Most of you know I was a pastor’s kid up until I was 17. Being a pastor’s kid in a small church and attending a tiny Christian school is bound to make a person awkward and socially inept. That was a perfect description for me. I was painfully shy, nervous around girls, had very few friends…
But still, I forced myself to participate in things despite my discomfort. I was always more comfortable with adults, so one of the things I did was volunteer to play in the church band at the church I was attending. They accepted me immediately and I got along great with everyone involved. I always felt like I belonged with that group, and in retrospect I would have been better off just staying with what worked.
However, about 3 years after I started playing in the church band, the youth pastor of the church asked me to lead the youth worship. He needed someone who could fill in for a few months or longer, and he had talked to the people that I was already playing with and they’d told him I was great.
At the time, it felt like validation, like I was being recognized for being a good musician and a committed volunteer.
Boy was I naive.
The first week I led the youth it was rough. I blew out a guitar string on the first song and my guitar wouldn’t hold a tune, and it was just a tough night. The backup vocalists for the band were also out of town that week so it was just me.
I was relieved when the entire band was available to play the next week. The band was all teenage boys, and the backup vocalists were both girls. The girls did not like my vocal abilities, and since they were friends with the sound guy, they basically turned me down and themselves up passive-aggressively, never actually having the conversation like a mature adult would. I’m perfectly willing to accept criticism about my vocal talent, because I’ve never claimed to be a singer.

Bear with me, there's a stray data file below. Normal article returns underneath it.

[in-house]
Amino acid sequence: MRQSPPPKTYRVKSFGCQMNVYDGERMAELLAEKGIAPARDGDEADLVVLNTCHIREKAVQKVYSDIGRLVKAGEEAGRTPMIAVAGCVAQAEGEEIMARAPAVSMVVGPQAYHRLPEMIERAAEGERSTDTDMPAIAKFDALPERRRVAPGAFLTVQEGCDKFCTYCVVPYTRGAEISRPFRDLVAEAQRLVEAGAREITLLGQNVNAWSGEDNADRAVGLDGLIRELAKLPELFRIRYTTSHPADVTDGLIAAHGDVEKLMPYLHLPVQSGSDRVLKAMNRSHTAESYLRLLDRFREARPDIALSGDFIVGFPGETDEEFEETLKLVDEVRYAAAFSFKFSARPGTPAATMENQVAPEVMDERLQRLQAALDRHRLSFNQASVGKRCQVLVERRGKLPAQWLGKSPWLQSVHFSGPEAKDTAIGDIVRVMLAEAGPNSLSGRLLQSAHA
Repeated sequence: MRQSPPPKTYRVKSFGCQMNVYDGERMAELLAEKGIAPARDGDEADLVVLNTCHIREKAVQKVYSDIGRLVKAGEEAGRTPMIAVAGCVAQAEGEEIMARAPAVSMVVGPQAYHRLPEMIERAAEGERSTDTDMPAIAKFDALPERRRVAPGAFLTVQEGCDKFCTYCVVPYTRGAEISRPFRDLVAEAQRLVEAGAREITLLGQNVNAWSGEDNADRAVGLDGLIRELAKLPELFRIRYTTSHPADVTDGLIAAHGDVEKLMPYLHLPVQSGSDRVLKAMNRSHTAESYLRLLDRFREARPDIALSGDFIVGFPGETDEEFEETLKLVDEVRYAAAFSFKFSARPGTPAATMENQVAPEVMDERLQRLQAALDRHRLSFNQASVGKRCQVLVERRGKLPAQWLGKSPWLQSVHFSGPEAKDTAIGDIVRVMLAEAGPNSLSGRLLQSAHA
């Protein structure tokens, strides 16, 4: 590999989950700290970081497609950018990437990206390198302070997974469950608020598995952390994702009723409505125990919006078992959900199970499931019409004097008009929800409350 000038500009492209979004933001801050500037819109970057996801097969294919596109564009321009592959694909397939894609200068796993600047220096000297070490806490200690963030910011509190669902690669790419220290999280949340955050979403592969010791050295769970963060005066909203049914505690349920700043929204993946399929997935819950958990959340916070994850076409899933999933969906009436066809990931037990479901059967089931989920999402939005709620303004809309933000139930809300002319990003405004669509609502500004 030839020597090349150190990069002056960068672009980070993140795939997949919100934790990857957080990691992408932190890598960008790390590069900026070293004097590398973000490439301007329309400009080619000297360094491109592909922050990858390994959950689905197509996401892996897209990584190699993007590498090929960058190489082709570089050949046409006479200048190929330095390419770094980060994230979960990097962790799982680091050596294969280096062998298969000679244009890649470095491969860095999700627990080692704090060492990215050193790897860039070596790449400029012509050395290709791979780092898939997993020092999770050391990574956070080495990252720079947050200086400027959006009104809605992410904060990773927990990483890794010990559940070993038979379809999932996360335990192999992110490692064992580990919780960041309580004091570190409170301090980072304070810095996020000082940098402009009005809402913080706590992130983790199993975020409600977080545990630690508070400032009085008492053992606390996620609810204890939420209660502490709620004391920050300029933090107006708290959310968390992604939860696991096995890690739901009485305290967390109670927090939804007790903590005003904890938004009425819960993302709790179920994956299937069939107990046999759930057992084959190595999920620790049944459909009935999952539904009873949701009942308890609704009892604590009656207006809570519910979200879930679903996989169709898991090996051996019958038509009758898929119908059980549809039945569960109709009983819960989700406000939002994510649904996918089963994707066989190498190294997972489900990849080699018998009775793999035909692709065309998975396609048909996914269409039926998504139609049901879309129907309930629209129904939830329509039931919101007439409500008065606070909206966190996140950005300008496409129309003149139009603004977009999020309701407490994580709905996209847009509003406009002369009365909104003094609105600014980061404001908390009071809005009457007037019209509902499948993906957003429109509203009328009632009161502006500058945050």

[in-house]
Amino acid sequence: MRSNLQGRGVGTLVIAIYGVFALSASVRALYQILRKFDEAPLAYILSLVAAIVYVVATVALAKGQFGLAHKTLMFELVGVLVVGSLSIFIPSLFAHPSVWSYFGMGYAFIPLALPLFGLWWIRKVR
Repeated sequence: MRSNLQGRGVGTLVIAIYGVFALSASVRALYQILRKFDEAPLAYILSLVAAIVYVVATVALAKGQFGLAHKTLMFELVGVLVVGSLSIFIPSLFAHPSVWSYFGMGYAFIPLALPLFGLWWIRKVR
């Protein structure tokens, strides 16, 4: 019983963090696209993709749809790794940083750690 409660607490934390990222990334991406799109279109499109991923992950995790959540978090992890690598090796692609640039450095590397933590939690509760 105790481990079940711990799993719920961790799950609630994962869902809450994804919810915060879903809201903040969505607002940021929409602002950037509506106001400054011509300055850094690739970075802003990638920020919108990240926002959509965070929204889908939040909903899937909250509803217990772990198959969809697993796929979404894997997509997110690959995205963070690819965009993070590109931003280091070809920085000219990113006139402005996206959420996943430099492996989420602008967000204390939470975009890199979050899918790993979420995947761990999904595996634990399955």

About a month into the gig, the youth pastor called me during the week and asked me to come in. I figured he wanted to talk about planning for the future or something, because the music had been going great.
Boy was I naive.
“Incredipete, a couple of the girls from the youth group have come to me and told me they’re uncomfortable around you and that you’re ‘creepy'”. Naturally I was surprised by this announcement, especially with the blunt delivery. I said… “Hmmm, that’s interesting. I haven’t even had interaction with any girls from the youth group except for the two who sing in the band.”
Well, the two backup vocalists were the culprits and the youth pastor went on to say they were “willing to keep working with me” if I “stop being creepy.” I asked for him to clarify what they were specifically having an issue with, and all he could say was “creepy.” To this day, I still don’t know what their problem was with me. I never flirted with them or asked them out or behaved inappropriately around them. If anything, I was on my best behavior because I didn’t want to screw up the opportunity.
That day, I resolved to leave the church, although it took me an additional 6 months to actually leave. The moment that conversation with the youth pastor ended, I had one foot out the door.
My problem with it was more than just the unfairness of the assertion. It was the fact that they had snuck behind my back to the pastor, had clearly talked with each other about it before they did so, and that they (religious people that they claimed to be) didn’t even have the integrity to follow the Biblical model for calling someone out…. which is first to speak TO THE PERSON, and if they refuse to deal with it, THEN you bring in a church leader.
It was always ironic to me that they were violating the Bible’s clear guidelines in order to try and get me booted for something they couldn’t even articulate.
Anyhow, I didn’t leave immediately, but that was mostly out of a desire to make them feel awkward for having talked crap behind my back.